The primary cause of being drawn towards the Spanish cultures and eventually their missions was the exotic essence within them. Thus, many natives got voluntarily baptized. Some Spanish goods such as cloth, metal, some advanced skills and knowledge and most importantly the supernatural possession of the Spaniards over the animals especially horse (Sonneborn 202). Moreover, the missionaries along with Spanish colonizers introduced some political authoritativeness in those villages. They, in fact, started to resolve minor local disputes among the natives in those villages. However, many times, the missionaries applied coerced methods to dismiss or suppress any discord. Often women or children were forcibly baptized and held them in the missions and accordingly used them to compel the entire family to embrace Christianity. The process of missionization succeeded quite smoothly to diminish the tribal and ethnic socio-cultural base of the Indians and hid them permanently behind the glossy facade of misionization.
As mentioned before, behind this religious mission, the ultimate objective of the Spanish colonizers was to avail cheaper labor ranches, pueblos, and presidios. The missions were seen to concentrate more on industries and factories instead of the educational institute with the aim of converting faith. The missions employed two clergymen for teaching religious and spiritual dogma and instructing vocational educations. Professionally, the Indians were much accustomed in physical labour. The Spanish missions needed the labor as European peasants and eventually became imprisoned in the missions.
However, a massive death toll was resulted from the mission operations. The duration of missionization was 65 years (1769-1834) and as per the sources, 81,000 Indians were baptized and the number deaths recorded was 60,000 due to various causes. The prime reason was to be the import of European infectious diseases into the land of California and the Indians were not immune to those diseases and also did not have any natural cure (Sturtevant et al. 134). It was followed by another major reason of malnutrition as in the missions after going through such physically hectic and exhausted schedule, their diet consisted of very little animal protein and vegetables and more carbohydrates. Apart from that, there was no such proper provision for health care and sanitization. The baptized natives were not allowed to consult native medical practitioners and forced to spend the night in the unhygienic conditions of over-occupied dormitories, dank, etc.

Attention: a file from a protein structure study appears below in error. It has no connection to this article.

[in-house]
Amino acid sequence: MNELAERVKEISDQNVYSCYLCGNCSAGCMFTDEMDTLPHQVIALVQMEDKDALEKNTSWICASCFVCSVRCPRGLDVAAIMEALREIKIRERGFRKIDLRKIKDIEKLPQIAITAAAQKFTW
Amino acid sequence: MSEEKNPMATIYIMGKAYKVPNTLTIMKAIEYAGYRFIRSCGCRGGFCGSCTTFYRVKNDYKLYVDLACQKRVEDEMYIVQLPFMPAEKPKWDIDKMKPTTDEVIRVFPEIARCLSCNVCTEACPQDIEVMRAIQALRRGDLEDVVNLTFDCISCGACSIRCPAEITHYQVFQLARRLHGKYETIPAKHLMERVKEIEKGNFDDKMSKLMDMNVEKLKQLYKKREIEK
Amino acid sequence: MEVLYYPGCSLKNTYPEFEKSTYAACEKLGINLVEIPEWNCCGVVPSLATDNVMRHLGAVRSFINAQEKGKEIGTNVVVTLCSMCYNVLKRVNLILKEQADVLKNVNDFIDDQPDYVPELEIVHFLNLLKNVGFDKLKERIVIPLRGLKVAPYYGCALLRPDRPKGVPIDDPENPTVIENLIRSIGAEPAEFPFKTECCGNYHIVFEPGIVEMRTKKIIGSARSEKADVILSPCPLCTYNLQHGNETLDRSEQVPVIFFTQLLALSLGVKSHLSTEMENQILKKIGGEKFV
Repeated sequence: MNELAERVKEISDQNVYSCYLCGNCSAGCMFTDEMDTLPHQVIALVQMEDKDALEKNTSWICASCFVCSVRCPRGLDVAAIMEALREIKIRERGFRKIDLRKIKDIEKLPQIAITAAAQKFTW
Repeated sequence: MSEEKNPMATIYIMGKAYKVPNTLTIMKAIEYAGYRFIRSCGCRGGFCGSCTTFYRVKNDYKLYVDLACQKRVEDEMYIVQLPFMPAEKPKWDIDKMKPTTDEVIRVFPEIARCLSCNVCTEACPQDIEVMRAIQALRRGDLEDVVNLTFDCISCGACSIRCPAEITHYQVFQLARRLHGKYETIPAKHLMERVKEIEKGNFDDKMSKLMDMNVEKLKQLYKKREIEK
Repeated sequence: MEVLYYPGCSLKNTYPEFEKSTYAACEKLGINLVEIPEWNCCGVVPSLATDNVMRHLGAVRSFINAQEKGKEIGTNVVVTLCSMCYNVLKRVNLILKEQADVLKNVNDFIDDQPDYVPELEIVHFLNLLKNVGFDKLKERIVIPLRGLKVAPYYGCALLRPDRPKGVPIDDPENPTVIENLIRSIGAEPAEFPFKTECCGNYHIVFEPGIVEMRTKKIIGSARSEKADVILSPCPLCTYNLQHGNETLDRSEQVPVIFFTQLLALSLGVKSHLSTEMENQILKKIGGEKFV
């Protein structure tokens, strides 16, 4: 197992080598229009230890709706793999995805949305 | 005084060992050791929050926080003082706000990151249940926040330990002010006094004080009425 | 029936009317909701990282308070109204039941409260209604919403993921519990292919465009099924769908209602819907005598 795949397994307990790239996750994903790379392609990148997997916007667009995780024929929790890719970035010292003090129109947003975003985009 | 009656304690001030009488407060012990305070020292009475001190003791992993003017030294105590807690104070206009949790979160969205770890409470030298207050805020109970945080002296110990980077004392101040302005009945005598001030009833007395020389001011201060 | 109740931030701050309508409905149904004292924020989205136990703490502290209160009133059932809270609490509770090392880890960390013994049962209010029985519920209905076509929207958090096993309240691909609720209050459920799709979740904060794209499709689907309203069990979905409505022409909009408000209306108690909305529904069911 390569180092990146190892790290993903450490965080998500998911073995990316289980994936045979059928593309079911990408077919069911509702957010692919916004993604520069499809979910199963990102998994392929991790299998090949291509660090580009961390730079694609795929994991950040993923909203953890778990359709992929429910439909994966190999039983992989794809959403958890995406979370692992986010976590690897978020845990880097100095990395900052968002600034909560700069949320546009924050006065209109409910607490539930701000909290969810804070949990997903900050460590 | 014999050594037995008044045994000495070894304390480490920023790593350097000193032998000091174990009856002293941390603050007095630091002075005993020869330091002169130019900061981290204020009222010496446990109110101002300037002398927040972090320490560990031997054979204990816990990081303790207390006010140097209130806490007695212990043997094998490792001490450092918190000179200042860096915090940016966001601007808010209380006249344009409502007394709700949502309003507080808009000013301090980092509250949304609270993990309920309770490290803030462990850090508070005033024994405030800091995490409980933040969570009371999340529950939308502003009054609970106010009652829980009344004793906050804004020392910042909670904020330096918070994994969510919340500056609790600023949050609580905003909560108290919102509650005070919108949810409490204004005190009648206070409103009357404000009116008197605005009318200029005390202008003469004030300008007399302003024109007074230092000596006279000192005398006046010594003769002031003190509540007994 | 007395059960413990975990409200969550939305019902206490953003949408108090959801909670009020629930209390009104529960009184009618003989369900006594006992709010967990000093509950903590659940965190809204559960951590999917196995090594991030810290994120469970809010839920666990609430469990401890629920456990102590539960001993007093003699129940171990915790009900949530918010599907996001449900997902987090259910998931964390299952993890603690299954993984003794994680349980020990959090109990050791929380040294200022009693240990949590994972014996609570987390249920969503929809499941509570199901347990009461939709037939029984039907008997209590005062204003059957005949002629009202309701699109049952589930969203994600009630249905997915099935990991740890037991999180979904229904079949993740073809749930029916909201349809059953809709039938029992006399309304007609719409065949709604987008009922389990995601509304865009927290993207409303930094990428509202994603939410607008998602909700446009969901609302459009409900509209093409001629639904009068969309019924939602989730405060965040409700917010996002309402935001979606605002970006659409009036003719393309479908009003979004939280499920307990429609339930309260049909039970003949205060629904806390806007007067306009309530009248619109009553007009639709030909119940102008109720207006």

It is obvious to be heavily criticized and protested in the harsh scenario of the mission system. The first instance of castigation by the Indians was recorded six years prior to the official execution of Franciscan mission system. A small group led the attack and as per report, only one village fuelled this first skirmish. This attack was reasoned to be the absence of knowledge about the missionaries, and the natives suspected they wanted to snatch their lands away. However, after six years, forty villages together assimilated to drive these exotic creatures out of their land. The main cause that fuelled the attack on 1775 was an event of the mass baptism program initiated by Franciscans at San Diego. Almost 300 natives were brought for baptism that too within only 3 months and by the time of the attack the number reached 500. Such sudden accelerated conversion enraged the Indians against the entire fraternity of Spanish colonizers but as the missionaries used to communicate with them directly had to face the initial wrath. The baptism got divided into four groups directed by four priests (two additional ones along with the previous two as mentioned before). The groups were divided on the basis of age and sex that were boy, girl, men and women.
It is true that when the Europeans landed on America starting from Peru, Cuba, Mexico, some South American regions, Texas, Baja, Florida to Alta California, the equilibrium of tribal, simple and comparatively primitive life got destroyed forever. However, a comparative study of other colonized places, the scenario of California seemed relatively humane as the conditions of Native Americans were not that pathetic. The Catholic followers viewed that the Franciscan mission system of Christianization successfully overshadowed the situations over other regions of America. Studies have shown there were many native Indians who were very much contented to embrace the better way of life, Christianity. On the other hand, there were natives as well who tried to escape mission immediately after conversion and wanted to remain in their old way of life.
Ansary, Mir Tamim. California Indians. Chicago, Ill.: Heinemann Library. 2000. Print.
Bancroft, Hubert Howe. History Of California. Santa Barbara: W. Hebberd. 1963. Print.
Heizer, Robert F. California. Washington: Smithsonian Institution. 1978. Print.
Kroeber, A. L. Handbook of the Indians Of California. New York: Dover Publications. 1976. Print.
Sonneborn, Liz. California Indians. Chicago, Ill.: Heinemann Library. 2012. Print.
Sturtevant, William C, and Douglas H Ubelaker. Handbook Of North American Indians. Washington, D.C.: Smithsonian Institution. 2006. Print.
Venegas, Miguel. A Natural And Civil History Of California. [New York, N.Y.]: Readex Microprint. 1966. Print.